PGA Tour stars note Huh’s work ethic

Six years ago, a PGA Tour rookie turned heads when he strutted on the range with an attitude and an oversized diamond-studded belt buckle.

Tiger Woods took one look at Anthony Kim’s “AK” bling and asked him, in colorful language, what he was thinking.

“Nike doesn’t make anything with my name on it . . . yet,” Kim fired back.

Woods laughed, but more at the cocky rookie than with him.

Woods is the ultimate meritocrat when it comes to golf.

He frowns upon players — such as Sergio Garcia and Ian Poulter — who he thinks haven’t earned the right to saunter around like peacocks.

Woods believes hard work trumps natural talent, and so it was not surprising in March, at the Honda Classic, that Woods sought out another Korean-American, Johnny Huh, to congratulate him on winning in the fifth start of his PGA Tour career.

The 21-year-old Huh, who went eight extra holes at Mayakoba to beat veteran Robert Allenby in a playoff, is a real-life golf Cinderella story.

Born in New York to South Korean parents, he spent most of his childhood in Seoul before his parents moved to Chicago. They moved again, to Los Angeles, when they saw promise in their son’s golf game.

But Huh wasn’t even the best player on his high school team.

“I was decent,” he says.

Unlike Kim, who was a can’t-miss prospect also out of Los Angeles — ultimately going to the University of Oklahoma, where he was all-everything — Huh was lightly recruited by colleges.

He was given a chance by commuter school Cal State Northridge but fell two classes short of eligibility, prompting him to turn professional out of high school.

It was a reach to many, even to Zeke Salas, who’s now his caddie but then was the pro at Hansen Dam, the run-down municipal course where Huh practiced.

Huh was the anti-AK in that he didn’t really do anything special but, unlike Kim — who lives an "Entourage" lifestyle — was humble and had an appetite for hard work.

He returned to Korea to play and, at the age of 19, found himself up against his hero, KJ Choi, in Choi’s tournament, the Shinhan Donghae Open.

When Choi, the heavy favorite, made a mistake down the stretch, Huh didn’t flinch and calmly won.

The $150,000 prize money helped, but not as much as the spiritual boost he got from proving to himself that he had what it took to succeed.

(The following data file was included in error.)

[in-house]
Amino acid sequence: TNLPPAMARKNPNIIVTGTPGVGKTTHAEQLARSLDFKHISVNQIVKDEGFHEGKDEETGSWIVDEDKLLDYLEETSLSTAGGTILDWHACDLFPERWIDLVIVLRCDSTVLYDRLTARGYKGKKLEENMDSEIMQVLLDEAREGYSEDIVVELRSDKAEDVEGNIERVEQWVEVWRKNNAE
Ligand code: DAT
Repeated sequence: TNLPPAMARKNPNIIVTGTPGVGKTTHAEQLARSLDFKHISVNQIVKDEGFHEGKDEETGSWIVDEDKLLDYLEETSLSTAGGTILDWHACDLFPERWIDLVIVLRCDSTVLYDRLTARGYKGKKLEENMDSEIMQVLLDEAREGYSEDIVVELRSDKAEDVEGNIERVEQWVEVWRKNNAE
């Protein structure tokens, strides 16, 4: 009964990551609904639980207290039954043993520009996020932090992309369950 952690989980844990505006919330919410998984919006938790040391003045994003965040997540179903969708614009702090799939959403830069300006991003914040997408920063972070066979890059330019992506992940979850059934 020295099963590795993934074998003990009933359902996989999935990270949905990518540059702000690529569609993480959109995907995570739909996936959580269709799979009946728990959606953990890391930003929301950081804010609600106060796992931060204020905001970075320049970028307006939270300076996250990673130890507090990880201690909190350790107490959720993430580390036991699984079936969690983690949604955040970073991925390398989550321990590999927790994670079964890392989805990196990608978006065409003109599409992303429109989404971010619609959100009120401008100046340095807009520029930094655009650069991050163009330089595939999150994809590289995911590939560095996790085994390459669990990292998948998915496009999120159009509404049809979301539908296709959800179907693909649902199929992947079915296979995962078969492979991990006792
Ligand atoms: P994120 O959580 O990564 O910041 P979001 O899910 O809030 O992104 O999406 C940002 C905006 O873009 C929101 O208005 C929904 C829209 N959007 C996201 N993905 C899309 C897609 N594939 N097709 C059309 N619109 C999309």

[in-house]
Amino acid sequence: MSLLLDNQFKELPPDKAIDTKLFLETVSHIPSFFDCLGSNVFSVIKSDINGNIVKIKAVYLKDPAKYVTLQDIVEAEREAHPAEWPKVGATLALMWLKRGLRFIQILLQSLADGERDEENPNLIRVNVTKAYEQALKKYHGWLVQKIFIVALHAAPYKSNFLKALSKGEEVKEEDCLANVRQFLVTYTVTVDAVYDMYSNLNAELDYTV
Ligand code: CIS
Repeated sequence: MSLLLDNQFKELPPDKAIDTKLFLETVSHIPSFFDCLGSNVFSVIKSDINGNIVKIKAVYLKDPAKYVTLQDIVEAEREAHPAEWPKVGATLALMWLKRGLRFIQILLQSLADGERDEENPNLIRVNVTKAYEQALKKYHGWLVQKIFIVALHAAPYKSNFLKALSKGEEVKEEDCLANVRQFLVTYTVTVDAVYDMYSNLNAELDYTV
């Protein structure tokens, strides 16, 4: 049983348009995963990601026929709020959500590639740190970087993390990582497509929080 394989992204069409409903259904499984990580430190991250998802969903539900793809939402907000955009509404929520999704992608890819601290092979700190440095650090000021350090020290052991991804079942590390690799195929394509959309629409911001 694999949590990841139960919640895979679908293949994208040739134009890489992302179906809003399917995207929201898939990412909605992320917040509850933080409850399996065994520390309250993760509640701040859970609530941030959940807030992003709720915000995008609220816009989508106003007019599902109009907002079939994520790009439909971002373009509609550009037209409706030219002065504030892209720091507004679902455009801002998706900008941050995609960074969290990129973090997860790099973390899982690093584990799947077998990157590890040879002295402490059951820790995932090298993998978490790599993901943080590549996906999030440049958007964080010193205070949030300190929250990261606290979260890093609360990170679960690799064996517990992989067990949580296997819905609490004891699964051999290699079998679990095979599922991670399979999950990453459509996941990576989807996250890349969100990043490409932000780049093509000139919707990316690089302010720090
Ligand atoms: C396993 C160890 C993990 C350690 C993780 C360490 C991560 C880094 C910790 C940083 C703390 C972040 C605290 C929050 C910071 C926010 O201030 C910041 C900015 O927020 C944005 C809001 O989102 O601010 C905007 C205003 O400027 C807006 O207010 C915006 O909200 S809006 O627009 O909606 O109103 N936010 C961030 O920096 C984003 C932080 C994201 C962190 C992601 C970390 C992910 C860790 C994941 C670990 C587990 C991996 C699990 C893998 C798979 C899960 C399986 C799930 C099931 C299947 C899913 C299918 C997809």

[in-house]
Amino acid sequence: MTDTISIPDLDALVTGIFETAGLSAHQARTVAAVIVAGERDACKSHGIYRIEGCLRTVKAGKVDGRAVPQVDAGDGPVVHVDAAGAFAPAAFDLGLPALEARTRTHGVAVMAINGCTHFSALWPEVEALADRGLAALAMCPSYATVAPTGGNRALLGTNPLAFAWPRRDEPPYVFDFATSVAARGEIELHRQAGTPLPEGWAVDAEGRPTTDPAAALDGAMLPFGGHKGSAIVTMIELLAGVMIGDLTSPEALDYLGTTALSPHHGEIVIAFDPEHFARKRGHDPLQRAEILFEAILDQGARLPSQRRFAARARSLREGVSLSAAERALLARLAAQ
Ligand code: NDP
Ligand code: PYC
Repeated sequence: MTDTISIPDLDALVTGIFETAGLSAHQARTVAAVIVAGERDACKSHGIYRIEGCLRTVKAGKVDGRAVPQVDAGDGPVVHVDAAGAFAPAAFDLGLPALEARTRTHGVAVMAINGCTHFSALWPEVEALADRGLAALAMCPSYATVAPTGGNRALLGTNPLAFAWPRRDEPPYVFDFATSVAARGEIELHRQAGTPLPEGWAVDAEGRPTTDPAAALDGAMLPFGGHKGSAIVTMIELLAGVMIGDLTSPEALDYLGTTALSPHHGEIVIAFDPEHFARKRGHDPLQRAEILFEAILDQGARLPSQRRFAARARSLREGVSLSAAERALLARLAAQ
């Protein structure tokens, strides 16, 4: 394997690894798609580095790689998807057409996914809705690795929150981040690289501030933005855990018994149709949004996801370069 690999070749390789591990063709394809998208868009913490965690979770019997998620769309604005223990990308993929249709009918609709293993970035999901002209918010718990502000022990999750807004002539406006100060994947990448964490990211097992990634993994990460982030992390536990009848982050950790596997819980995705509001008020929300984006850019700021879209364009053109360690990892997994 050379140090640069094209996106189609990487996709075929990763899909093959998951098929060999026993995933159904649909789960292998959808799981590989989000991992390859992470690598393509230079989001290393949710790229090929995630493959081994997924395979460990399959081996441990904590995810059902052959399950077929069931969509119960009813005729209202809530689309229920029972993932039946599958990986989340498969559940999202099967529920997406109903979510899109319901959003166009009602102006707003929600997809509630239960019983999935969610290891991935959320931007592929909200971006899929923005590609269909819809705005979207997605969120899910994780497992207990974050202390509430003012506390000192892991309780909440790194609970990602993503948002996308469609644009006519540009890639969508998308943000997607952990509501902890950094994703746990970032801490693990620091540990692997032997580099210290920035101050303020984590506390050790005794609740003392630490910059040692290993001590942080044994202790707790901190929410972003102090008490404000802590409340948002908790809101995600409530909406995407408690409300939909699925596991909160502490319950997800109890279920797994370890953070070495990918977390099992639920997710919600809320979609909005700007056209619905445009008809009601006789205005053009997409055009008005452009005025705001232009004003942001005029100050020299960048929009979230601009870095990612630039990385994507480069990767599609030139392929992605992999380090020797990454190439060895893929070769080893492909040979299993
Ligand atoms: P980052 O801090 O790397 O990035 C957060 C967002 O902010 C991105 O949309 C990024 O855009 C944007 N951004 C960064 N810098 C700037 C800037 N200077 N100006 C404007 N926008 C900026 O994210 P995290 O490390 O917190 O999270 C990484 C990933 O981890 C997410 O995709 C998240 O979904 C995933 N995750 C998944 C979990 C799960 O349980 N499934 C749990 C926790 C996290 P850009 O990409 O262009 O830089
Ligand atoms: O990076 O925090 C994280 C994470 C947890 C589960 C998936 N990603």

Huh returned to the US last year and went through every stage of grueling Q-school. He became the last player to earn his card, and he hasn’t looked back since.

In 11 starts, he has three top-10 finishes, including the win in Mexico, and has earned $1.7 million. But it was his tie for second on Sunday at the Valero Texas Open at San Antonio that was, perhaps, most instructive.

Huh was 9 over par after only eight holes.

“I was actually going to withdraw, but I kept telling myself, ‘Don’t give up, you got a lot of golf left,’” he said. “And here I am.”

Huh went 16 under the rest of the way, making only one bogey in his final 64 holes on a brutally penal golf course.

Meanwhile, Kim was 8 over par through 14 holes of his opening round and withdrew in San Antonio. It was later reported he strained a tendon in his right elbow. He also has pulled out of the Zurich Classic this week in New Orleans.

The Texas Open was Kim’s second straight WD, and he now has as many of those as he has made cuts this season.

He was also disqualified at Riviera for signing an incorrect scorecard, though he struggled to break 80 in both rounds and would have missed the cut, anyway.

Kim has blamed injuries for much of his problems in the past. He didn’t do so in an interview at Bay Hill.

“I tell you what, it’s not from the injury,” he said last month. “I have no pain. I haven’t had pain in a long time. More people have been saying that I have pain without knowing. But I had so many bad habits.”

He was speaking about his swing — especially with the driver, given that he can’t find the short grass anymore — but could easily have been talking more broadly.

Huh, meanwhile, is being encouraged to wear belt buckles featuring a big question mark, which has become his call sign.

He’s thinking about it but concedes that it’s not really his style.